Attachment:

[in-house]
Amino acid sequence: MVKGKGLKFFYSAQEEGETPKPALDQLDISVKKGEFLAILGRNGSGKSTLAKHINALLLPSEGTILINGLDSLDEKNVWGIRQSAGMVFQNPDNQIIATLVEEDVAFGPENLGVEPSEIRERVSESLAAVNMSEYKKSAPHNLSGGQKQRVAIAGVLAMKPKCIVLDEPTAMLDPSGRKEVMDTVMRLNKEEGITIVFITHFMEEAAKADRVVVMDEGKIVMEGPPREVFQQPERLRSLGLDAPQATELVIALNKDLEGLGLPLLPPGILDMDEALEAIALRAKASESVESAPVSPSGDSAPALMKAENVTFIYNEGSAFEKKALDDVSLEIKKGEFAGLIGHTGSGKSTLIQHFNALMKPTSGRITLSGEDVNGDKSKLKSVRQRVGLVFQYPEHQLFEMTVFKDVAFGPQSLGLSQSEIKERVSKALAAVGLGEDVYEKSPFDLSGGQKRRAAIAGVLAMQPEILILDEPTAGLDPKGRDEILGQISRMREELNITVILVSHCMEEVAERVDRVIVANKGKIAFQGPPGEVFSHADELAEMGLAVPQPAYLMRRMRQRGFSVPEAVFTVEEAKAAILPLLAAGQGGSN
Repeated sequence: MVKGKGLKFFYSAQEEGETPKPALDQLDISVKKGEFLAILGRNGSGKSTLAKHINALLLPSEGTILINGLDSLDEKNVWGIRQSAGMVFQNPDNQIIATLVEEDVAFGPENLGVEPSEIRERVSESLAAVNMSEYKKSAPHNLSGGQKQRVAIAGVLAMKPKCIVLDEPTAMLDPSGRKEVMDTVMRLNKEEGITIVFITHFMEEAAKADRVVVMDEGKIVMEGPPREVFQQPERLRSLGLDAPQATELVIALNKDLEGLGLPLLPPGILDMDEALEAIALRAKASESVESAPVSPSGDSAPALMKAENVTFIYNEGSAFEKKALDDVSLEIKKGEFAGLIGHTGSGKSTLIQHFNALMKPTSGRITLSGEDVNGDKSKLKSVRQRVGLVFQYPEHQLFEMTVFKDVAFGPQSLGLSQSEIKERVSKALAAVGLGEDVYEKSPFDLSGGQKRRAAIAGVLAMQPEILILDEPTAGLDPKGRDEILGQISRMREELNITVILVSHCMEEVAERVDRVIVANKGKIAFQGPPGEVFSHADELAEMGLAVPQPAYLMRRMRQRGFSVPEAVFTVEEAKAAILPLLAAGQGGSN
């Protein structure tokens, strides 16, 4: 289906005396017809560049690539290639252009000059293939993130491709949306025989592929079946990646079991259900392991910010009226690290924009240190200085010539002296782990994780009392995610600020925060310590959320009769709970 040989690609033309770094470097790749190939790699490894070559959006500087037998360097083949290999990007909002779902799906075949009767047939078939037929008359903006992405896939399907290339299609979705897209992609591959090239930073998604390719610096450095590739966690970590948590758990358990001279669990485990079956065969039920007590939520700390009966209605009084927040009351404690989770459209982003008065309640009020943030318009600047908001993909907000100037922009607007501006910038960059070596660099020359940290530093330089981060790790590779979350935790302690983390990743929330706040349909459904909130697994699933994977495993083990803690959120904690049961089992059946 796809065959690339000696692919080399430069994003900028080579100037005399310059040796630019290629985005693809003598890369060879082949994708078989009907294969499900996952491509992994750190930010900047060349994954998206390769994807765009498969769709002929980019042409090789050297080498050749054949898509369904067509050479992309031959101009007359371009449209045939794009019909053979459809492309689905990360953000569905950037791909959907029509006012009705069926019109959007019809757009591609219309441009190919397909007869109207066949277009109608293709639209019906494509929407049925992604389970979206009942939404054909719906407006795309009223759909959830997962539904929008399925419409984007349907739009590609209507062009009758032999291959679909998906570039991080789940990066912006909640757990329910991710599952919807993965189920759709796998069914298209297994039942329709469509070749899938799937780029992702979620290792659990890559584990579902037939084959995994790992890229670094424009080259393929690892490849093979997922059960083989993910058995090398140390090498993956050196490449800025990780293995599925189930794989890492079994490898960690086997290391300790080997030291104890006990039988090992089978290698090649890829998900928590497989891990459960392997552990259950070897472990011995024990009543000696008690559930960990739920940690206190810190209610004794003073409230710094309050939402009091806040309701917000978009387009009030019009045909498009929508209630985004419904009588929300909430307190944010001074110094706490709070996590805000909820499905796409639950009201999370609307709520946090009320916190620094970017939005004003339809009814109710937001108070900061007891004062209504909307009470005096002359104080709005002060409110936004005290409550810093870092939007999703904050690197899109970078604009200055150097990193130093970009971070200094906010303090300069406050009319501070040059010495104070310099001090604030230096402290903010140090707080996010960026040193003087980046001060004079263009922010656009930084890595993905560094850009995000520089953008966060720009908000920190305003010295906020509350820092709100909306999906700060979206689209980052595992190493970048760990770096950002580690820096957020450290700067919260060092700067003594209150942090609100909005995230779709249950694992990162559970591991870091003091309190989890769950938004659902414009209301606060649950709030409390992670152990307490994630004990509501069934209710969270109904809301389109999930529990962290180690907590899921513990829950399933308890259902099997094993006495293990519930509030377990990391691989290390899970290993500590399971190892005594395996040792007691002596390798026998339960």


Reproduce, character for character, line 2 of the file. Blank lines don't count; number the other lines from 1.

Amino acid sequence: MVKGKGLKFFYSAQEEGETPKPALDQLDISVKKGEFLAILGRNGSGKSTLAKHINALLLPSEGTILINGLDSLDEKNVWGIRQSAGMVFQNPDNQIIATLVEEDVAFGPENLGVEPSEIRERVSESLAAVNMSEYKKSAPHNLSGGQKQRVAIAGVLAMKPKCIVLDEPTAMLDPSGRKEVMDTVMRLNKEEGITIVFITHFMEEAAKADRVVVMDEGKIVMEGPPREVFQQPERLRSLGLDAPQATELVIALNKDLEGLGLPLLPPGILDMDEALEAIALRAKASESVESAPVSPSGDSAPALMKAENVTFIYNEGSAFEKKALDDVSLEIKKGEFAGLIGHTGSGKSTLIQHFNALMKPTSGRITLSGEDVNGDKSKLKSVRQRVGLVFQYPEHQLFEMTVFKDVAFGPQSLGLSQSEIKERVSKALAAVGLGEDVYEKSPFDLSGGQKRRAAIAGVLAMQPEILILDEPTAGLDPKGRDEILGQISRMREELNITVILVSHCMEEVAERVDRVIVANKGKIAFQGPPGEVFSHADELAEMGLAVPQPAYLMRRMRQRGFSVPEAVFTVEEAKAAILPLLAAGQGGSN